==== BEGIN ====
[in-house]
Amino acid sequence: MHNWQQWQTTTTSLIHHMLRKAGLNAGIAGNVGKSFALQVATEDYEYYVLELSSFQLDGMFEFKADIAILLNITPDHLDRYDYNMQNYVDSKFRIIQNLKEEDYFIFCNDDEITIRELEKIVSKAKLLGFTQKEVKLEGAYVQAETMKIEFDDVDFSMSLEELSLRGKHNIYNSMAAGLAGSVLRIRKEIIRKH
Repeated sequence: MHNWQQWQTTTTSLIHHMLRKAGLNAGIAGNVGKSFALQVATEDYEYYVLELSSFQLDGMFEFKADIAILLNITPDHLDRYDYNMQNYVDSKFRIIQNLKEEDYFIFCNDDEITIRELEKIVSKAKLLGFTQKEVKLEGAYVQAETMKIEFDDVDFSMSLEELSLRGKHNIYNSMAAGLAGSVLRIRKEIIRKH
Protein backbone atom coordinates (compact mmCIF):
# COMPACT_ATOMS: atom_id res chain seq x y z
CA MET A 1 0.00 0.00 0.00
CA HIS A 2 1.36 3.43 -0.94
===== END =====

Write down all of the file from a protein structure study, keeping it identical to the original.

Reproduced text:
[in-house]
Amino acid sequence: MHNWQQWQTTTTSLIHHMLRKAGLNAGIAGNVGKSFALQVATEDYEYYVLELSSFQLDGMFEFKADIAILLNITPDHLDRYDYNMQNYVDSKFRIIQNLKEEDYFIFCNDDEITIRELEKIVSKAKLLGFTQKEVKLEGAYVQAETMKIEFDDVDFSMSLEELSLRGKHNIYNSMAAGLAGSVLRIRKEIIRKH
Repeated sequence: MHNWQQWQTTTTSLIHHMLRKAGLNAGIAGNVGKSFALQVATEDYEYYVLELSSFQLDGMFEFKADIAILLNITPDHLDRYDYNMQNYVDSKFRIIQNLKEEDYFIFCNDDEITIRELEKIVSKAKLLGFTQKEVKLEGAYVQAETMKIEFDDVDFSMSLEELSLRGKHNIYNSMAAGLAGSVLRIRKEIIRKH
Protein backbone atom coordinates (compact mmCIF):
# COMPACT_ATOMS: atom_id res chain seq x y z
CA MET A 1 0.00 0.00 0.00
CA HIS A 2 1.36 3.43 -0.94